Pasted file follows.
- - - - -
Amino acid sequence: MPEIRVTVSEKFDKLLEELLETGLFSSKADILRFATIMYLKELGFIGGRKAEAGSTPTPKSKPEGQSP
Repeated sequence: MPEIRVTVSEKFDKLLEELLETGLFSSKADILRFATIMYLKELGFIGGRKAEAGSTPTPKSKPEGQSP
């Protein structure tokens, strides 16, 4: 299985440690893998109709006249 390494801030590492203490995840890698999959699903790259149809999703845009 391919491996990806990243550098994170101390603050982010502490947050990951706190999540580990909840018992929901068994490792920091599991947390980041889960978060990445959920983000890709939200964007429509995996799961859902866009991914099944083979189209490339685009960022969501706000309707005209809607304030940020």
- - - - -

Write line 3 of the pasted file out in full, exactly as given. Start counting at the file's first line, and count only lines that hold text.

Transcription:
């Protein structure tokens, strides 16, 4: 299985440690893998109709006249 390494801030590492203490995840890698999959699903790259149809999703845009 391919491996990806990243550098994170101390603050982010502490947050990951706190999540580990909840018992929901068994490792920091599991947390980041889960978060990445959920983000890709939200964007429509995996799961859902866009991914099944083979189209490339685009960022969501706000309707005209809607304030940020």